Finch v. Treto, 22 C 1508

CourtUnited States District Courts. 7th Circuit. United States District Court (Northern District of Illinois)
Writing for the CourtREBECCA R. PALLMEYER, United States District Judge
Citation606 F.Supp.3d 811
Parties Juan FINCH, Jr., and Mark Toigo, Plaintiffs, v. Mario TRETO, Jr., in his official Capacity as Acting Secretary of the Illinois Department of Financial and Professional Regulation, Defendant.
Docket Number22 C 1508
Decision Date09 June 2022

606 F.Supp.3d 811

Juan FINCH, Jr., and Mark Toigo, Plaintiffs,
Mario TRETO, Jr., in his official Capacity as Acting Secretary of the Illinois Department of Financial and Professional Regulation, Defendant.

No. 22 C 1508

United States District Court, N.D. Illinois, Eastern Division.

Signed June 9, 2022

606 F.Supp.3d 816

John K. Adams, Daniel D. Birk, Eimer Stahl LLP, Chicago, IL, John David Tripoli, Eimer Stahl LLP, Madison, WI, for Plaintiffs.

R. Douglas Rees, Richard Scott Huszagh, Hal Dworkin, Sunil Shashikant Bhave, Office of the Illinois Attorney General, Chicago, IL, for Defendant.


REBECCA R. PALLMEYER, United States District Judge

This case is a challenge to the constitutionality of the criteria that govern the issuance of licenses for operating dispensaries of recreational cannabis in the State of Illinois. Plaintiffs, who are aspiring owners of such dispensaries, argue that the State's preference for Illinois residents in this licensing scheme violates the Commerce Clause of the United States Constitution. In this motion, they seek a preliminary injunction against the secretary of the agency that administers the licensing scheme in question. The injunction would (1) prevent the agency from formally issuing dispensary licenses that were allocated using the disputed criteria in 2021, and (2) prevent the agency from enforcing the disputed criteria (or similar criteria) going forward, including in a lottery that will occur later in 2022. For the reasons given below, the court concludes that the equities do not support the relief requested here. Plaintiffs’ motion is denied.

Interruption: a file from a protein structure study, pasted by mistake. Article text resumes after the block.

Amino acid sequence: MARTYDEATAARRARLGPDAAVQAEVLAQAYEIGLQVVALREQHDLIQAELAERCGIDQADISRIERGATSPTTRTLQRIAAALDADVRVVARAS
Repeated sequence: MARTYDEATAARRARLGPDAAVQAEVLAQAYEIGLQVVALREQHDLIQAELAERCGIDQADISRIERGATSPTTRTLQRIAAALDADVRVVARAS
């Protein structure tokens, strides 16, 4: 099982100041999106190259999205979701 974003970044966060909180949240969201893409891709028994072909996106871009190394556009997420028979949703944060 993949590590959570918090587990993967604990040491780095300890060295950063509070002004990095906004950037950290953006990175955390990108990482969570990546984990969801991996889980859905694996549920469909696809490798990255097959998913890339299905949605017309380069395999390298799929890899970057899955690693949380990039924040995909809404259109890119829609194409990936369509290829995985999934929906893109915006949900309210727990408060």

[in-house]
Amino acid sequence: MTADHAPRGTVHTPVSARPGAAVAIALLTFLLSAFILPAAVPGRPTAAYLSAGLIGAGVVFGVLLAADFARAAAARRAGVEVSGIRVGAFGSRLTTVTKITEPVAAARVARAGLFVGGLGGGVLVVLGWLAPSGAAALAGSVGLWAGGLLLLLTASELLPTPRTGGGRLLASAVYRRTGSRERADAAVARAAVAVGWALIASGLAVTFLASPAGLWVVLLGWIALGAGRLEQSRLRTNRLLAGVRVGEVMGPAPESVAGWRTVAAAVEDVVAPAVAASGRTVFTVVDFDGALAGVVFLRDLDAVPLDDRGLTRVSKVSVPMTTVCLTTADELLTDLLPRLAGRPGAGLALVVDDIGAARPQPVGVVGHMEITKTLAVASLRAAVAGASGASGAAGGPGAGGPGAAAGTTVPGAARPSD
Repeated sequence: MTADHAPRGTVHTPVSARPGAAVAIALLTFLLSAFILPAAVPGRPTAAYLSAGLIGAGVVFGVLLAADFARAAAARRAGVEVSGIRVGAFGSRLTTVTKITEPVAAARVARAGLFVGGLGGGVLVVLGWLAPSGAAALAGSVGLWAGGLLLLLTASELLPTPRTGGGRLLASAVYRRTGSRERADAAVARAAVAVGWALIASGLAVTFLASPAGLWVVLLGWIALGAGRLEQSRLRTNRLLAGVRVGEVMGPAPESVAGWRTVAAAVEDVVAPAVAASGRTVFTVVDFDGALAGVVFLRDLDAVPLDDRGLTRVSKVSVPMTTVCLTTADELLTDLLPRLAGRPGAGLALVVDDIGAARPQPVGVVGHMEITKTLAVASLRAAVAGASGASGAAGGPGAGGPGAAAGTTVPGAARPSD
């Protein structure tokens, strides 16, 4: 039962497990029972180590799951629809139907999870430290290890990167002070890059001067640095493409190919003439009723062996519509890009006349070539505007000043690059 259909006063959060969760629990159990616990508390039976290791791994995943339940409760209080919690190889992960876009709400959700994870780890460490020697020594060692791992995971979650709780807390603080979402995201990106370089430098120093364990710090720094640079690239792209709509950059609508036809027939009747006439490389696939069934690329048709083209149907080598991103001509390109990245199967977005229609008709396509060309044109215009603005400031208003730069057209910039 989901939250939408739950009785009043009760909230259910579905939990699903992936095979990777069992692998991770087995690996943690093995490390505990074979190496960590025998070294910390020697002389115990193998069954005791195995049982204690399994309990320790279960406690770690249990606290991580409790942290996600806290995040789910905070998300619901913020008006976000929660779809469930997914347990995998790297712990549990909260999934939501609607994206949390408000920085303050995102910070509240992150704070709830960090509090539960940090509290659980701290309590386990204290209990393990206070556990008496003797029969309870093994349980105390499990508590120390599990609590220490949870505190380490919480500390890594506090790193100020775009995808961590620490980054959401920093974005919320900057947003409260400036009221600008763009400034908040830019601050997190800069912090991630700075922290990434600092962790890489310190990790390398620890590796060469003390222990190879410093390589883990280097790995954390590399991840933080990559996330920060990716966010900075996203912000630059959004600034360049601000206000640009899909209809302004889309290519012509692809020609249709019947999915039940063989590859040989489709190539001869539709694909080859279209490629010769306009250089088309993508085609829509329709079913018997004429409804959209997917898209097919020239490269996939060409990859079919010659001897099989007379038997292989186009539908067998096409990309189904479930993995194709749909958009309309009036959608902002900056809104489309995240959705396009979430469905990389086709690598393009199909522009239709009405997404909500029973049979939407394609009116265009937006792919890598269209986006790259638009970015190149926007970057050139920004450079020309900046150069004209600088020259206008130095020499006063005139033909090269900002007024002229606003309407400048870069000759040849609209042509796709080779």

Plaintiffs Juan Finch, Jr. and Mark Toigo each hope to own a recreational cannabis dispensary in Illinois. (Decl. of Juan Finch, Jr. [7-2] (hereinafter "Finch Decl.") ¶¶ 2, 4–8; Decl. of Mark Toigo [7-3]

606 F.Supp.3d 817

(hereinafter "Toigo Decl.") ¶¶ 3, 5–7.)1 Plaintiff Finch has resided in Illinois since December 2021 (Finch Decl. ¶ 2), while Plaintiff Toigo is a resident of Pennsylvania (Toigo Decl. ¶ 2). Defendant Mario Treto, Jr. is the Secretary of the Department of Financial and Professional Regulation (the "Department").2 The Department is the Illinois agency responsible for issuing licenses to recreational cannabis dispensaries under the Cannabis Regulation and Tax Act, 410 ILCS 705/1-1 et seq. ("Cannabis Act"); see also id. § 15-5(b).

I. The Cannabis Act

Illinois enacted the Cannabis Act in June 2019. See Cannabis Regulation and Tax Act, 2019 Ill. Legis. Serv. P.A. 101-27 (West). The statute legalized the recreational use of cannabis by adults in Illinois, see 410 ILCS 705/10-5(a) ; provided for expungement of criminal records for certain marijuana offenses, see 20 ILCS 2630/5.2(i) ; and created a licensing scheme to regulate the newly legalized market "in a manner similar to alcohol," see 410 ILCS 705/1-5(b). To sell cannabis to adults in Illinois for recreational use, a vendor must first obtain a license from the Department.3 Id. § 15-5(c); see also id. § 1-10 (defining "dispensing organization").

This case concerns a preliminary form of license referred to as a "Conditional Adult Use Dispensing Organization License." Although this conditional license "does not entitle the recipient to begin purchasing or selling cannabis or cannabis-infused products," it "reserves the right" to a full-status license (an "Adult Use Dispensing Organization License") if the conditional licensee meets certain additional requirements of the Cannabis Act. Id. § 1-10 (defining "Conditional Adult Use Dispensing Organization License"); see also id. §§ 15-25(f), 15-36(a). Plaintiffs challenge only the process for obtaining a conditional license, not the additional requirements for converting it to a full-status license, so for purposes of this opinion, the court will refer to the conditional license simply as a "license."

As the court will explain in more detail below, the Department has already attempted to allocate a total of 185 licenses in three batches. See 410 ILCS 705/15-25 (directing the Department to issue up to 75 licenses); id. § 15-35 (55 more); id. § 15-35.10 (55 more). And the Department is required to issue at least 50 additional licenses later this year. Id. § 15-35.20. Eventually, the Department may issue up to a total of 500 full-status licenses, though the Cannabis Act does not specify how soon the Department can or should reach that limit. See id. § 15-35.20. Significantly, no "Conditional Adult Use Dispensing Organization Licenses" have officially been "issued" yet.4 (See Pls.’ Mot. [7] at 11;